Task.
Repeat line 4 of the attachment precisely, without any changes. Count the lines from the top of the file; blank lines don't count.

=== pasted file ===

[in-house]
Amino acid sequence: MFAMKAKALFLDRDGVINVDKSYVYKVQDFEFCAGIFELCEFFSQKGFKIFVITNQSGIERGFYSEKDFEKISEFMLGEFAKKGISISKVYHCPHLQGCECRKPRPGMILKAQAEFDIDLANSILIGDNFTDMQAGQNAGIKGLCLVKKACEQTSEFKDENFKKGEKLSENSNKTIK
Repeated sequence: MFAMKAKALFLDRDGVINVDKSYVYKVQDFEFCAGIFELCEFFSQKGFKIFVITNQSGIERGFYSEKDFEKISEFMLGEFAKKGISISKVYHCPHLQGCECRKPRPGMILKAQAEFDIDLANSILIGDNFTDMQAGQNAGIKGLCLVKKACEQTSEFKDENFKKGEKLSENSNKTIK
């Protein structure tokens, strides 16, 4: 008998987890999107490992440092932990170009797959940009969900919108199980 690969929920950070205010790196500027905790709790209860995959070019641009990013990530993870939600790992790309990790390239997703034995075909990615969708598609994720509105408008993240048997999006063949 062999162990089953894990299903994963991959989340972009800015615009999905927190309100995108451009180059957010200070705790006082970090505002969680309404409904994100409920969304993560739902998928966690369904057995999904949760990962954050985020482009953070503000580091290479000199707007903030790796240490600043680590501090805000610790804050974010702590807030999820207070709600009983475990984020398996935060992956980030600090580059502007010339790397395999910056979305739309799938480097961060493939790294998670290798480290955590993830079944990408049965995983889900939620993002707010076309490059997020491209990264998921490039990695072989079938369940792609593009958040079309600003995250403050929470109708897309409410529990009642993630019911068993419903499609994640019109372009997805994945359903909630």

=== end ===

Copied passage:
């Protein structure tokens, strides 16, 4: 008998987890999107490992440092932990170009797959940009969900919108199980 690969929920950070205010790196500027905790709790209860995959070019641009990013990530993870939600790992790309990790390239997703034995075909990615969708598609994720509105408008993240048997999006063949 062999162990089953894990299903994963991959989340972009800015615009999905927190309100995108451009180059957010200070705790006082970090505002969680309404409904994100409920969304993560739902998928966690369904057995999904949760990962954050985020482009953070503000580091290479000199707007903030790796240490600043680590501090805000610790804050974010702590807030999820207070709600009983475990984020398996935060992956980030600090580059502007010339790397395999910056979305739309799938480097961060493939790294998670290798480290955590993830079944990408049965995983889900939620993002707010076309490059997020491209990264998921490039990695072989079938369940792609593009958040079309600003995250403050929470109708897309409410529990009642993630019911068993419903499609994640019109372009997805994945359903909630």